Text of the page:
Cardio-Oncology | Bénédicte Lefebvre, MD


1. Please describe your educational and training background.

Medical School: McGill University in Montreal, Quebec, Canada
Residency: Internal Medicine Residency at McGill University
Fellowship(s): General Cardiology at McGill University, Advanced Cardiac Imaging at the University of Pennsylvania, and currently completing a Cardio-Oncology Fellowship at the University of Pennsylvania.

2. What are your future career plans and/or goals?

I will be staying at the University of Pennsylvania as an attending physician for Cardio-Oncology, Echocardiography, and Cardiac MRI.

3. Please describe a typical day in your cardiology subspecialty.

Cardio-oncology is a diverse field that focuses on many kinds of patients. You can see patients that are childhood cancer survivors undergoing follow-up to ensure that their heart function remains stable post-treatment. There are the patients that have preexisting cardiac problems and now are undergoing cancer treatment and they are followed to optimize their medical therapy for their specific heart condition and ensure that the patient can withstand their cancer treatment. There are also the patients who develop cardiac problems secondary to their cancer treatments and our role is to make sure that they can continue their cancer treatments which can be lifesaving.

Mondays are generally a research day, time where I can focus on my own research projects or prepare for any conference presentations I may be giving. Tuesdays through Friday are general spent in the different attending outpatient clinics where we see patients and review the cases and imaging with attending and patients. During the week there are also many education meetings such as Grand Rounds, Cardio-Oncology rounds (which involves going over interesting cases with the cardio-oncology attendings), and monthly early morning rounds with outside institutions to go over interesting cases with other local hospitals. Throughout the week, we are also covering any inpatient consultations pertaining to the field of cardio-oncology.

4. What is the most challenging aspect of your career path?

I think the most challenging part is trying to decide which path is the right one for you. I feel like there is always some doubt about whether you are making the right choice when it comes to fellowship. It's important to make sure you love what you do because it is a long road.

5. How did you identify your mentor(s) and develop a successful mentor/mentee relationship?

I was lucky enough to have a few mentors help me along my journey. In Montreal, I had the help of two cardiologists that were very involved in the imaging community and echocardiography. They were very supportive, especially with my move to the United States for training. They helped me find my fellowship at the University of Pennsylvania and were very helpful with writing letters and making phone calls. I was also fortunate to find mentors at the University of Pennsylvania. They have also been extremely welcoming, helpful, encouraging, and strong advocates and I am extremely lucky to have been offered an attending position.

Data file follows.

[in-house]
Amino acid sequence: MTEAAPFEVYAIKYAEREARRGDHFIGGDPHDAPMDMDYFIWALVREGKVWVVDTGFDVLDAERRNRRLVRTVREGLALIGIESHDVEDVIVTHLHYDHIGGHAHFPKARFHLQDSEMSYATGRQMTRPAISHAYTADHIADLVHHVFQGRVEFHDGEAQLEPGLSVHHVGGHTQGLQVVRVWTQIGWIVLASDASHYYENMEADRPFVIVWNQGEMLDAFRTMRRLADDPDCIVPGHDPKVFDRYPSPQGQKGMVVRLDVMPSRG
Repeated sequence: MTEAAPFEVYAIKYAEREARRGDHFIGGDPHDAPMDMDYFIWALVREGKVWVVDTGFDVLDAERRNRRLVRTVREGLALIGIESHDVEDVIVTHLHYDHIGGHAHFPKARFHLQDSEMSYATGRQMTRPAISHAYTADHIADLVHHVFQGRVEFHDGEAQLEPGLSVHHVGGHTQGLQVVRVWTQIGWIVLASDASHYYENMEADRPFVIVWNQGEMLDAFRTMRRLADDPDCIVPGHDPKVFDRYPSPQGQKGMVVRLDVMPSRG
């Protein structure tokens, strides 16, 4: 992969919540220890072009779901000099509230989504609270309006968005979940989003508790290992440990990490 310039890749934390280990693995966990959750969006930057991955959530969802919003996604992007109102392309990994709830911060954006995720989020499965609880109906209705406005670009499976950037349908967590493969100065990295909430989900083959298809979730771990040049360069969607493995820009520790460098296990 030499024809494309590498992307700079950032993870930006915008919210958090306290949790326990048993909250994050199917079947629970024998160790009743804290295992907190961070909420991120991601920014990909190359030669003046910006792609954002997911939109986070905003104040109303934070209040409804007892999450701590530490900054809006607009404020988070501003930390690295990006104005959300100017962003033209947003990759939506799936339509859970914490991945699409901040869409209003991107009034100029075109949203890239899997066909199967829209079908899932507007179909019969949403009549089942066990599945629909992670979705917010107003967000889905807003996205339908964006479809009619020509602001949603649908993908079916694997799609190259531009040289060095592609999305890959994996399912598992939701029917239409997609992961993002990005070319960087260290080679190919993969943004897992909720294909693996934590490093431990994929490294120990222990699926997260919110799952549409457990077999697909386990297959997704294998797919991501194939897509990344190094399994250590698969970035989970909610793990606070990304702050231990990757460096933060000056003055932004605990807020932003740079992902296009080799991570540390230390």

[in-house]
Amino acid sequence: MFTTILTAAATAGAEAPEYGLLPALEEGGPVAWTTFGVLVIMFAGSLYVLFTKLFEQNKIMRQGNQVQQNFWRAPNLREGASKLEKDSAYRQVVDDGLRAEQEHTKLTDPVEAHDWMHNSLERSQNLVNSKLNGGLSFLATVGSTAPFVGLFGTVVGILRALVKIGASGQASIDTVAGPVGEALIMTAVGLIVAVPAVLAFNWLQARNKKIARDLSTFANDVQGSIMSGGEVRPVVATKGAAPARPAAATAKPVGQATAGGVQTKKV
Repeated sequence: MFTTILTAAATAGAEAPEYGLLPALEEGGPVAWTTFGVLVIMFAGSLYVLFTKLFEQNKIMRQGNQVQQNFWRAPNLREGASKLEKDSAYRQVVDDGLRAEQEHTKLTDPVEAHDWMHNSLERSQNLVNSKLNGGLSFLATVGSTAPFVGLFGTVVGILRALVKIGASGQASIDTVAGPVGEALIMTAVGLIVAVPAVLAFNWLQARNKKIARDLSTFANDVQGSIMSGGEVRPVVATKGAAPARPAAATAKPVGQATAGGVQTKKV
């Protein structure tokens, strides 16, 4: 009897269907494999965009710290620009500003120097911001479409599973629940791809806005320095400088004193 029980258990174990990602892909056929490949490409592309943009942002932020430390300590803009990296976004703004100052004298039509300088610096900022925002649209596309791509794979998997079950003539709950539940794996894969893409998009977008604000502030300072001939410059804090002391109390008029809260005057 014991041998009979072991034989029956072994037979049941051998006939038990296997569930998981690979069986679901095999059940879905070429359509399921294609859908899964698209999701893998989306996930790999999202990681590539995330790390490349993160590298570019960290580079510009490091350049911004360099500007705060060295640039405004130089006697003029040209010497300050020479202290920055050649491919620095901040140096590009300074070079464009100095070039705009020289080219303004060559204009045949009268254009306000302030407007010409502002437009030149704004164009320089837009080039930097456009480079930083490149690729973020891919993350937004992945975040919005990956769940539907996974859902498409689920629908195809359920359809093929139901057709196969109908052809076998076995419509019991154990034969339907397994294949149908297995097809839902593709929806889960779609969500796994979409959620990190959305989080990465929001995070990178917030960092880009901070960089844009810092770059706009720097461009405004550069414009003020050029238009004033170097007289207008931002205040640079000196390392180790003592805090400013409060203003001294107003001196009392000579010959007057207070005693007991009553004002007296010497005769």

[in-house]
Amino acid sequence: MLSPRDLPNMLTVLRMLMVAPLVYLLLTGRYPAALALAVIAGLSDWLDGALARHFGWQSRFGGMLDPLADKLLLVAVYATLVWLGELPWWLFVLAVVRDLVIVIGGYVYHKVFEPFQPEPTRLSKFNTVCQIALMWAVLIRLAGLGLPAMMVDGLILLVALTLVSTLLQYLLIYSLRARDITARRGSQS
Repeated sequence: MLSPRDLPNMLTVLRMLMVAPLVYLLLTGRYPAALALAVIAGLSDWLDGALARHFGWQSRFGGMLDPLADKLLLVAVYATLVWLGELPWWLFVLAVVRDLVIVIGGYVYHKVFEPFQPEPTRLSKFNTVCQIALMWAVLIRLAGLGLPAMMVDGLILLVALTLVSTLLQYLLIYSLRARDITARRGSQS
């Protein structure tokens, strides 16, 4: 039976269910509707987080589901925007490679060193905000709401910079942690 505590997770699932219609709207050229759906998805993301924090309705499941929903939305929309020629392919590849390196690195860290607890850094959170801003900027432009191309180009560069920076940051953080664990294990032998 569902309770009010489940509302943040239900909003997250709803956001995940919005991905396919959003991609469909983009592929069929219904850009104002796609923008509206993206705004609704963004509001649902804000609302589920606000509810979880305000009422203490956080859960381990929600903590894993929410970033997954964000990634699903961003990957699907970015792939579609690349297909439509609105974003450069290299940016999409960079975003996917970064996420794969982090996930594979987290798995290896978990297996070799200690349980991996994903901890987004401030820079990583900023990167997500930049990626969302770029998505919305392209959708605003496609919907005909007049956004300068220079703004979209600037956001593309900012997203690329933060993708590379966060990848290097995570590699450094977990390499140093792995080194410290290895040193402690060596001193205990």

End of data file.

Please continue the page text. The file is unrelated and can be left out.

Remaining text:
You will need to have mentors to help you on your journey. You may even have multiple mentors that help you in different areas like research, clinically, in professionalism and even personally. Developing the mentor/mentee relationship does take some time. The best thing to do is to show interest and ask questions. As you get more comfortable and the relationship evolves you can ask for career advice or to get involved with research projects or certain organizations. The main thing is to show interest.

6. What advice would you give residents interested in pursuing cardiology?

If you really love what you're doing, people are going to see it and want to work with you. Get involved, whether it's in education or with research projects. Try and build your interest in the field as much as possible. Find a mentor that can help you accomplish your goals.

7. What advice do you have for women and/or underrepresented populations in medicine who are interested in pursuing cardiology?

The specialty is changing, and more and more women are in the field working in cardiology and in leadership positions. There is a big movement, especially in the last few years, to get women in the forefront. There are a lot of organizations such as the different "Women in Cardiology" at institutions where women get together and discuss different topic pertinent to women in the field. There are even certain places where there are more women in cardiology then men. There aren't many places yet where that is true, and it is taking time, but you can see the changes. Women are now doing Electrophysiology or Interventional Cardiology, which are very male driven fields with long hours and radiation. And with the exposure to radiation there is always fear but there has been a push for protection. There's also been a movement regarding breastfeeding, with guidelines for women who wish to breastfeed during fellowship. I do not believe there are any limitations for women now, and I would encourage all women if they really want to do cardiology there shouldn't be a reason for you not to pursue it.